WASHINGTON -- Democratic National Committee Chairman Howard Dean has a plan that will produce a nominee before his party's convention in August, avoiding what he fears could be a "really ugly and nasty" fiasco.
Democratic leaders have begun complaining that he has bungled the party's nominating process and alienated voters because of his failure to engineer a political compromise in the DNC's ill-advised decision to strip Florida and Michigan of all its delegates. But Dean, whose internal polls show the party's internecine warfare is hurting its chances in November, has been talking to party bigwigs about a deal and now says the delegations will be seated before the nominating roll of the states is called.
The conventional wisdom says the battle between Barack Obama and Hillary Clinton will go all the way to the August convention. But Dean wants it over well before then, and possibly before the last of the 10 remaining primaries are completed in June. And the likelihood is that's what will happen.
The scenario Dean and party leaders fear most is a bitter political floor fight in Denver that will deeply divide the party and send a message to the country that if the Democrats can't govern themselves, how can they govern the country?
"There'll be some nasty fights if it goes to convention, and people will walk out," Dean told the Associated Press last week in an unusually blunt interview in which he said the candidates' bitter infighting threatened to demoralize the party's base and weaken its chances in November.
Dean's stern admonition to both candidates to stop the attacks on one another, telling their supporters to "keep their mouths shut," got a lot of media attention. His plan to bring the nominating fight to an end, possibly before June, received little notice.
That plan calls on the remaining 350 undeclared superdelegates to break their neutrality sooner rather than later, providing enough votes to produce the 2,024-delegate majority needed to clinch the nomination.
"There is no point in waiting," Dean said, adding that he has been "talking to a fairly significant number of, by and large, nonaligned people about how we might resolve this."
Indeed, neutral superdelegates (governors, members of Congress, DNC members and other VIPs) have begun to break their silence in the past two weeks, all of them supporting Obama: New Mexico Gov. Bill Richardson, Pennsylvania Sen. Bob Casey and Minnesota Sen. Amy Klobuchar.
So far, the delegate math favors Obama. Turning the corner into this week, he had 1,631 pledged delegates to Clinton's 1,501. Even if Clinton were to win a majority of popular votes in most the remaining primaries, she still would not pass him, because the party's proportional delegate award system effectively preserves Obama's lead.
The deceptive nature of the system at its very worst was seen in Texas where Clinton won the popular vote, yet Obama edged ahead of her in the state delegate count because of its Byzantine system of separate caucuses that gave him four more delegates than she received.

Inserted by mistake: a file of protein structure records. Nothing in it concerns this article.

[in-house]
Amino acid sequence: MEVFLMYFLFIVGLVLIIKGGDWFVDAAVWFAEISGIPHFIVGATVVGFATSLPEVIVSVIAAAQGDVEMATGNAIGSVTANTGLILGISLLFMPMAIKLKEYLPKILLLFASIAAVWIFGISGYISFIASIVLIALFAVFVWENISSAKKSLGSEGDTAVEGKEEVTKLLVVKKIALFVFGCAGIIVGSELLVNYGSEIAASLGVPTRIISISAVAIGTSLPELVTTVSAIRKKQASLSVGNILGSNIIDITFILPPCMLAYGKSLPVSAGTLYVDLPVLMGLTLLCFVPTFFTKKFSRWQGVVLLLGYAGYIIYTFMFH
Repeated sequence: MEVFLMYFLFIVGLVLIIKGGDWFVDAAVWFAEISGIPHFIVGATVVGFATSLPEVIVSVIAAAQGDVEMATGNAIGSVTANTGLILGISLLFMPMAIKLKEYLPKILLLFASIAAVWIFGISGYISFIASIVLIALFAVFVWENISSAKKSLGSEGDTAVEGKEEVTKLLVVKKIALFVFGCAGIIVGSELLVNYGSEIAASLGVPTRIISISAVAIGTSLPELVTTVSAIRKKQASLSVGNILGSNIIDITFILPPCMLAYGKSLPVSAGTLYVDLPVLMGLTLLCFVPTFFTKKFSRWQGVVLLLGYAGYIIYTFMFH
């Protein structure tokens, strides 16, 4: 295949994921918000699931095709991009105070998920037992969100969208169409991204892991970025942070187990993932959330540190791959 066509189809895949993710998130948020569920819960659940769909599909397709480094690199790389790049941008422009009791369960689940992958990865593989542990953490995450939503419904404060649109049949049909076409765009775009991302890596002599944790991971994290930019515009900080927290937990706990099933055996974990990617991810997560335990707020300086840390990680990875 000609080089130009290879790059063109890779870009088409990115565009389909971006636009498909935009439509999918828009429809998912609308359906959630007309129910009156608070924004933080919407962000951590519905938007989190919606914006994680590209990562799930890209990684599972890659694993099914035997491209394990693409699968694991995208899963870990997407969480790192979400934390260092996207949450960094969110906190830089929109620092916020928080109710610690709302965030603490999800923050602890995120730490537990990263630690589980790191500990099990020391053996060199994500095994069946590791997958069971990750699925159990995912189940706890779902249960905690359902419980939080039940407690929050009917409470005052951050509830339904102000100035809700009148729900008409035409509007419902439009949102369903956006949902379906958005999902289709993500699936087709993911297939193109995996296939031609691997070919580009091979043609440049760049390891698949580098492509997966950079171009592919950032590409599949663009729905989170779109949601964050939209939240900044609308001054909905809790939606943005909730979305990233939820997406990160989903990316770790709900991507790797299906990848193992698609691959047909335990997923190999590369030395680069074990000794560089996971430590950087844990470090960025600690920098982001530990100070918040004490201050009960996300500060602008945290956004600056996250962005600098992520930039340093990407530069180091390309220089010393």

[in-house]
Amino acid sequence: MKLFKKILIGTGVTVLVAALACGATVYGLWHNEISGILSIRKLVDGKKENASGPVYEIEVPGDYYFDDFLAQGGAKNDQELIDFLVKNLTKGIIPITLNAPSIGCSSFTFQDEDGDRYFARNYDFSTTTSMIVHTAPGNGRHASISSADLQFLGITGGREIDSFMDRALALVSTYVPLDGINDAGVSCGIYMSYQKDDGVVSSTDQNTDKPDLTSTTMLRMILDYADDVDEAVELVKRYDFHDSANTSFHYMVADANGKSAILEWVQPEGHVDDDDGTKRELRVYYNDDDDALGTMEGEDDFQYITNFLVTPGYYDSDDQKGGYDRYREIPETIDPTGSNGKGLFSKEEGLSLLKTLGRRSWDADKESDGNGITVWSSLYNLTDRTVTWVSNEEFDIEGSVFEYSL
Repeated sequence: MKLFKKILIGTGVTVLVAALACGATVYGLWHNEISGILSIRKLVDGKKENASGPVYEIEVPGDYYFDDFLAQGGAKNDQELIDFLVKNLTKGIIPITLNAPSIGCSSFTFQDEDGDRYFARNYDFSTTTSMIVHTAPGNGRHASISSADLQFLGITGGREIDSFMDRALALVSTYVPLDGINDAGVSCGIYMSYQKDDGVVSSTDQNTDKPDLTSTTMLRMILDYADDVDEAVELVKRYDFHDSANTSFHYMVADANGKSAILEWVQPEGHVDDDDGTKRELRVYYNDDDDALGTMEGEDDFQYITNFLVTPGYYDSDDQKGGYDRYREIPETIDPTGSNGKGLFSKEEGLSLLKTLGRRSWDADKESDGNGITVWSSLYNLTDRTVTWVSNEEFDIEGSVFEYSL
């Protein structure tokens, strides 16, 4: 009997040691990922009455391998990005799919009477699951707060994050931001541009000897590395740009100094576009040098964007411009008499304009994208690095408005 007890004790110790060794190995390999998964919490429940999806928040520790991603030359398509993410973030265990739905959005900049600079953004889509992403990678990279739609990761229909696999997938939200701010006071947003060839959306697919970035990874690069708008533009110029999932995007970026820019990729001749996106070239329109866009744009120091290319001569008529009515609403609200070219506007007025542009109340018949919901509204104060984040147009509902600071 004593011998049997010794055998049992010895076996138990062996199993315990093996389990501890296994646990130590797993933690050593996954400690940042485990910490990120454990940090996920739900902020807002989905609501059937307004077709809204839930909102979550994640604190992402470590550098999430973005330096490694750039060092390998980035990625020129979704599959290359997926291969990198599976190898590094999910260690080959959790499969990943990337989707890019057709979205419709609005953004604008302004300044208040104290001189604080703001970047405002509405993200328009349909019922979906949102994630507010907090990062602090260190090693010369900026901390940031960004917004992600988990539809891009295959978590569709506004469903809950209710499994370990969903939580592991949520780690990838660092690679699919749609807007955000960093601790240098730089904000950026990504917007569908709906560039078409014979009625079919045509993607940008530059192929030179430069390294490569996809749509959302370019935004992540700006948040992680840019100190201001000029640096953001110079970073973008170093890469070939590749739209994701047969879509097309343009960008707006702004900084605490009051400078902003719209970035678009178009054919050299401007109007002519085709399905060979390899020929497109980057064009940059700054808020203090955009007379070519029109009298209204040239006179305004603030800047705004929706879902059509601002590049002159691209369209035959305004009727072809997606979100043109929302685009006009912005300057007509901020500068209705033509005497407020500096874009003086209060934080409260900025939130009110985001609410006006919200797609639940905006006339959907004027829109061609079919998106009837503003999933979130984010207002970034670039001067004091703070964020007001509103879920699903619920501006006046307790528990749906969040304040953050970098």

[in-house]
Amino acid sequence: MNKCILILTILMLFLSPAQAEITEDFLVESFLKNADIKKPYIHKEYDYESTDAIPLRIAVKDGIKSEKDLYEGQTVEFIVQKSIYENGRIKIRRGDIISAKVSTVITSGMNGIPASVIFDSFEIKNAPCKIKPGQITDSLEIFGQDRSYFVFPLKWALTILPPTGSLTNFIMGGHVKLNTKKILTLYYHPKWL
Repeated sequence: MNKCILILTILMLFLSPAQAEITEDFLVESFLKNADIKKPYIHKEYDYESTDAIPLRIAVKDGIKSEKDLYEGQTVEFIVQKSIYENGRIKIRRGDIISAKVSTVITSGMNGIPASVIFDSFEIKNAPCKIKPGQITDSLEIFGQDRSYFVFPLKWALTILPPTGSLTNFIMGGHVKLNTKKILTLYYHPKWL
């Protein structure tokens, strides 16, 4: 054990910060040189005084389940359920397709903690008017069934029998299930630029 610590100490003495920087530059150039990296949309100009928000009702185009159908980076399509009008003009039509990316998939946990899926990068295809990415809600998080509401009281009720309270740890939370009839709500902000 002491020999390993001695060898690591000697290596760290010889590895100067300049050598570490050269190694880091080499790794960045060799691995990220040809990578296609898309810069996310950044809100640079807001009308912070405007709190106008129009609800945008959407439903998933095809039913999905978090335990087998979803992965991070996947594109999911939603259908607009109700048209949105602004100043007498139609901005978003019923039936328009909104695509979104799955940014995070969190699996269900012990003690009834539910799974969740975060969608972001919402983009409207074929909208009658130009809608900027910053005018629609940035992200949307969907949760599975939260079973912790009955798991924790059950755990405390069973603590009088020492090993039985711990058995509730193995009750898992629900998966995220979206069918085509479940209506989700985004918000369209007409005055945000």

She will likely win in Pennsylvania, but Obama will take Indiana and North Carolina and probably most of the smaller Western states to come.
Dean is hoping that the rest of the superdelegates will follow his advice and declare their votes during the coming weeks and effectively end the race. If Obama's lead holds, as is likely, he will be close to 2,000 delegates, allowing the superdelegates to put him over the top.
As for Florida and Michigan, Dean is making it clear to party leaders that once the nomination race is all but over, there will be an agreement to seat both delegations under a proportional formula still to be worked out.
But neither campaign is ready to compromise at this point. "Let me just say that the campaigns believe that kind of deal is premature right now," Dean said.
Across the aisle, John McCain has been effectively reaching out to the GOP's base to unite his party and building an organization for the general election. He has put Lew Eisenberg, former partner at Wall Street investment bank Goldman Sachs, in charge of fund-raising. Insiders told me that campaign contributions have risen significantly.
He has picked conservative strategist Frank Donatelli, a former White House political director under President Reagan, to be the Republican National Committee's deputy chairman and the campaign's liaison to the RNC.
He has also hired former RNC political director Mike DuHaime, who ran Rudy Giuliani's presidential bid. A veteran strategist who oversaw the voter-turnout apparatus that re-elected President Bush, DuHaime will help build the RNC's campaign operation.
It may take months before the Democrats entirely get their act together, and how unified it will be remains a huge question. In the meantime, McCain is already running his campaign, airing TV ads, staffing state and regional operations, and sharpening issues that the GOP believes will defeat a divided and dispirited opposition.